A number whose base is `2`

is called a binary number. By base 2, it means we have only two digits to form all the numbers. They are `0`

and `1`

.

If we follow binary number system in daily life, this is how we count 10 apples:

```
1
10
11
100
101
110
111
1000
1001
1010
```

By default if we assign a number literal to a variable, it is considered as a decimal number(base10).

```
const a = 10;
console.log(a); // 10
```

In the above example, `a`

contains decimal `10`

. It is not the binary equivalent of `2`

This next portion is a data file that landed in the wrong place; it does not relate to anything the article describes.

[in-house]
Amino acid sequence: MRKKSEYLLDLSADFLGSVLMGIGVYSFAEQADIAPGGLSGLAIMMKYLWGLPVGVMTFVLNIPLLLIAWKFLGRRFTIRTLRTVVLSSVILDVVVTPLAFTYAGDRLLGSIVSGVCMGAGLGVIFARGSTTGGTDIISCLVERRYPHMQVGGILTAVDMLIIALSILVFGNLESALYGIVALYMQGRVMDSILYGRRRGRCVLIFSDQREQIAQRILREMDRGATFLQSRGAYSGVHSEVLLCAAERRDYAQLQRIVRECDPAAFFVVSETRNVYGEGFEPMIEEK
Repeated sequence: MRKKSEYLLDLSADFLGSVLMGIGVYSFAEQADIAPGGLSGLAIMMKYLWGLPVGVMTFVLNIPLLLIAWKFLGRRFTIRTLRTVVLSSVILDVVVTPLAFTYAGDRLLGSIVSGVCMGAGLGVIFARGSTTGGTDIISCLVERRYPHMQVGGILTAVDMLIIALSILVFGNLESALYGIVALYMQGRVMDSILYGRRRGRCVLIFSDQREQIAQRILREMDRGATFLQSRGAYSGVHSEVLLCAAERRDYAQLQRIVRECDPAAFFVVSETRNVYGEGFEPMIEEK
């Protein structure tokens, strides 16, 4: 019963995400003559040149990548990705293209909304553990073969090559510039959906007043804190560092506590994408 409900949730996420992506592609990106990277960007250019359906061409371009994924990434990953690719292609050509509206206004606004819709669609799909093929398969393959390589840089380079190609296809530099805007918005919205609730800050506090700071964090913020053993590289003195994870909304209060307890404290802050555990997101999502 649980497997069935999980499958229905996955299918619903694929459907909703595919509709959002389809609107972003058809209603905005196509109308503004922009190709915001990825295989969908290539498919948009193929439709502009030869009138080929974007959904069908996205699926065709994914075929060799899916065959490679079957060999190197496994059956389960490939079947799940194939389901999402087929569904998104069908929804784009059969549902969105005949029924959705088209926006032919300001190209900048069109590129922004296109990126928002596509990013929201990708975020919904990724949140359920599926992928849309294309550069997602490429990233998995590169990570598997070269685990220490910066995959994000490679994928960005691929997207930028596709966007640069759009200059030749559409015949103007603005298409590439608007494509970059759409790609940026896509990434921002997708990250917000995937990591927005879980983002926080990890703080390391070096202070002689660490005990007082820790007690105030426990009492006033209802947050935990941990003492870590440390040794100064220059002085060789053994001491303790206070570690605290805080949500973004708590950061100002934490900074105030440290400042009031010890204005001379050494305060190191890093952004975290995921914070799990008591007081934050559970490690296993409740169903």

. In ES5, there is no way to represent a binary number. From ES6, to specify a binary number, we must prefix it with a **leading zero followed by a lowercase or uppercase letter "B"**.

```
// ES6+
const a = 0b10;
console.log(a); // 2
const b = 0B10;
console.log(b); // 2
```

JavaScript engine treats a number as binary if it sees a `0b`

or `0B`

prefix.

If we use a number other than 0 and 1 after the prefix `0b`

or `0B`

, we get **Syntax Error**.

`const a = 0b123; // SyntaxError: Invalid or unexpected token`

Here we have a binary number that contains 4 digits:

`1010`

In binary number system, each digits are in 1's place, 2's place, 4's place and 8's place.

```
8 4 2 1
--------------
1 0 1 0
```

In order to convert this binary number to decimal number, here is the formula:

```
8 x 1 + 4 x 0 + 2 x 1 + 1 x 0 =
8 + 0 + 2 + 0 =
10
```

Last updated on 5 Oct, 2022